At times I find myself wondering why I ever came to Russia—not in a negative way but in an introspective way. Before I came here, I really didn’t know too much about the country besides the obvious, Dostoevsky, Putin, unicycle riding bears, and lots and lots of snow. Now that my first semester here is beginning to come to a close, I’ve realized things about this country, this culture, and myself that really never occurred to me before. One of the most interesting things I’ve realized is the separation of identities you make for yourself while abroad, your American self and your foreign self. I experienced a little bit of that the last time I lived abroad in Spain. There are mannerisms you take on that you don’t even realize until you go back home, in that case, being a bit louder and more straight forward than I normally am in the US. My Spanish self was a different person than my American self, similar, but someone who dealt with the world differently than the American self. So what is my Russian self? She’s much quieter and thoughtful and not just because of any sort of language barrier. Russian culture requires a much more subtle approach to dealing with people than in the US. Being as assertive and goal oriented as I normally am back home comes across as overly aggressive and impatient. Here, it’s much better to sit back, listen, and consult before making a decision or really doing much of anything for that matter. Life happens at a much slower pace. When I first came here, I could barely contain my exasperation when sitting in a restaurant or café and waiting upwards of an hour to get my check after finishing my meal. Now, I find myself really enjoying a good two hour plus dinner or coffee break with friends without a waitress hovering over me. The same goes for social life here. People are much more willing to make or break plans on the drop of a hat. At times it can be frustrating how little planning goes into things but on the flip side, it’s really liberating to just wherever the day takes you and not worry about it. Life in general here is taken at face value and people do their best not to worry about it, what will happen will happen and there’s not too much you can do about it. Жизньтакая, life is such. This was one of the hardest lessons for my American self to learn and my Russian self to adopt, but now that I have, I realize that it’s much easier to do as the Russians do and take life as it comes, at least while I’m in Russia.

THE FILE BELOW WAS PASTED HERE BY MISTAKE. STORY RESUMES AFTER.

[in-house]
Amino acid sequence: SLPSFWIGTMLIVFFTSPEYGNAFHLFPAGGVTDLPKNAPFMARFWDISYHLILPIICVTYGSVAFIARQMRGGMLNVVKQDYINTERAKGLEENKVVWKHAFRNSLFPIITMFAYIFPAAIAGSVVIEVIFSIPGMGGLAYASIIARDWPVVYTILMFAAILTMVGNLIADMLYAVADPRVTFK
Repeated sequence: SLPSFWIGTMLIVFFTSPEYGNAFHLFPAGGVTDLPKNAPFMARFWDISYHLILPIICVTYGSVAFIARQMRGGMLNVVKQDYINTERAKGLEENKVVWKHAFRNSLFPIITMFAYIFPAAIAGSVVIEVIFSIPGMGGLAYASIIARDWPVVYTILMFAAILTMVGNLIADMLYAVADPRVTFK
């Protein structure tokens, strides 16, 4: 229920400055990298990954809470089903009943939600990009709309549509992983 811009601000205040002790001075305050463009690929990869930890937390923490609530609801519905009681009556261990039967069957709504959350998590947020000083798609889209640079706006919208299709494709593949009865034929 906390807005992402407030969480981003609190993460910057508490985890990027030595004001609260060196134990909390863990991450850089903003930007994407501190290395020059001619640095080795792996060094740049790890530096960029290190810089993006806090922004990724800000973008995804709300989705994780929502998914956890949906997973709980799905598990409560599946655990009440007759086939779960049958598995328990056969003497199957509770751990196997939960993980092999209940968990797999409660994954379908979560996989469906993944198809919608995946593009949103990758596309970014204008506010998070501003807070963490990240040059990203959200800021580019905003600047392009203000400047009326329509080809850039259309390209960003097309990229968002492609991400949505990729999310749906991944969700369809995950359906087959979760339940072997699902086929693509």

By: Kelsey McPherson
Term: Summer 2011